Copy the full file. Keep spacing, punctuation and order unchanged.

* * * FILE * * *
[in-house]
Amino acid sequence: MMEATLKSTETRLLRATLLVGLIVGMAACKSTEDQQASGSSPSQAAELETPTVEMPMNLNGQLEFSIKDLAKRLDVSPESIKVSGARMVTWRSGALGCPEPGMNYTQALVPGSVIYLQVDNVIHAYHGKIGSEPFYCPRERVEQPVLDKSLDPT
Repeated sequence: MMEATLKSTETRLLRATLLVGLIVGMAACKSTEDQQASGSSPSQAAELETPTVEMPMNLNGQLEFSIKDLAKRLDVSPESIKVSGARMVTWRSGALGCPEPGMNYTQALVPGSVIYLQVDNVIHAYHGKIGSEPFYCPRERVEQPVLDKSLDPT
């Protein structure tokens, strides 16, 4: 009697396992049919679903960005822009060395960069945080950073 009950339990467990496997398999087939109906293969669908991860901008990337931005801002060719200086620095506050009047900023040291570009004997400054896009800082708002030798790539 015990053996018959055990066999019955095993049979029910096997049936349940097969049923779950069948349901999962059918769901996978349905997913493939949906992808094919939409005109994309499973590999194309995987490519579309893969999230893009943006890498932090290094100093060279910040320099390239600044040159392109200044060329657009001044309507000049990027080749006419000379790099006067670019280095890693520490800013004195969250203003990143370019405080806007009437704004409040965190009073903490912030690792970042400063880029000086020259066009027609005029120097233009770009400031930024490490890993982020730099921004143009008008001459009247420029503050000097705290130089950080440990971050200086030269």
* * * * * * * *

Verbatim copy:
[in-house]
Amino acid sequence: MMEATLKSTETRLLRATLLVGLIVGMAACKSTEDQQASGSSPSQAAELETPTVEMPMNLNGQLEFSIKDLAKRLDVSPESIKVSGARMVTWRSGALGCPEPGMNYTQALVPGSVIYLQVDNVIHAYHGKIGSEPFYCPRERVEQPVLDKSLDPT
Repeated sequence: MMEATLKSTETRLLRATLLVGLIVGMAACKSTEDQQASGSSPSQAAELETPTVEMPMNLNGQLEFSIKDLAKRLDVSPESIKVSGARMVTWRSGALGCPEPGMNYTQALVPGSVIYLQVDNVIHAYHGKIGSEPFYCPRERVEQPVLDKSLDPT
């Protein structure tokens, strides 16, 4: 009697396992049919679903960005822009060395960069945080950073 009950339990467990496997398999087939109906293969669908991860901008990337931005801002060719200086620095506050009047900023040291570009004997400054896009800082708002030798790539 015990053996018959055990066999019955095993049979029910096997049936349940097969049923779950069948349901999962059918769901996978349905997913493939949906992808094919939409005109994309499973590999194309995987490519579309893969999230893009943006890498932090290094100093060279910040320099390239600044040159392109200044060329657009001044309507000049990027080749006419000379790099006067670019280095890693520490800013004195969250203003990143370019405080806007009437704004409040965190009073903490912030690792970042400063880029000086020259066009027609005029120097233009770009400031930024490490890993982020730099921004143009008008001459009247420029503050000097705290130089950080440990971050200086030269």